In his classic book “Man’s Search for Meaning” Victor Frankl tells the story of a client of his who was terrorized by a constant fear of sweating. Whenever he expected to perspire, he would become anxious, leading him to sweat profusely, which would thus confirm his greatest fear. This cycle got worse and worse, until eventually, he decided to seek out professional help. He did not like what came next.
Frankl gave him an almost impossible task: The next time he perspired, he should show it to others. No more hiding. Instead, he should display his sweaty armpits for the world to see. And as if this wasn’t enough, he should try sweating as much as possible.
This was his worst nightmare coming true. And yet he followed through with the advice. And after years of suffering, in just a week he was freed from his phobia.
Many years later we’ve learned a lot about how “exposure” works and can best be done. It can indeed have a very rapid impact in many clients, and it is one of the best supported intervention methods in all of behavioral science. But what is the deeper lesson of emotion and exposure?
Your emotions help you make sense of the world. At the core of an emotion is a subjective experience of the valence of it — what emotion scientists call “affect.” Regardless of your situation, your emotions are quick to weigh in and generally speaking, affect is what we are most focused on. Do you have chocolate cake in front of you? That’s good! Do you see a spider on the table? That’s bad! Do you see the spider crawling towards your chocolate cake? That’s extremely bad!
Your affective reactions tell you which experiences are desirable, and which aren’t, but the total emotional experience includes what your body does, what thoughts you have, the context you are in and sensitive to, your urges, and your motivation. Emotions aren’t a simple guide but you can learn a lot by observing and describing them. You can learn a lot by appreciating their secret life.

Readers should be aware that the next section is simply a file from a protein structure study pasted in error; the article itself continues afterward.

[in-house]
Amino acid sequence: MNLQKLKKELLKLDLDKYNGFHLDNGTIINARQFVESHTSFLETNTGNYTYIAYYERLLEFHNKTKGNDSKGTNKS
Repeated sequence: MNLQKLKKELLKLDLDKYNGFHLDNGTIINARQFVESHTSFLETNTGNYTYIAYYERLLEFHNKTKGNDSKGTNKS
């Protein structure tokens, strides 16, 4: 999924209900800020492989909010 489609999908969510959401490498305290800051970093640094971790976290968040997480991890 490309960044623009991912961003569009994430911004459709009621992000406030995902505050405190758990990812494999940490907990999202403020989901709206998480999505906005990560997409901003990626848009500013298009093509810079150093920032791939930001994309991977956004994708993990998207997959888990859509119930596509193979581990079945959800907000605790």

The problem is this: The affective features of emotions tend to dominate … NOW. Our subjective valence of emotion is almost all we can see. This is great when you want to decide which topping goes best for your ice cream. But it can be harmful for your more meaningful goals and interests.
When emotions are only about what is pleasant or unpleasant in subjective experience right now – the more important features of emotion disappear. We should be noticing those features. What does this situation remind me of? Exactly what am I feeling in my body, and where? Is there a name for this? Have I felt it before? What does this feeling suggest I need or should attend to?
You can learn a lot by just noticing and describing how you feel, and what it suggests about how best to reach your goals. These are the very issues that most impact you in the long term. When your life revolves entirely around the subjective valence of what you feel NOW, those all recede into the background.
You are actively programming emotional ignorance. You are in for trouble.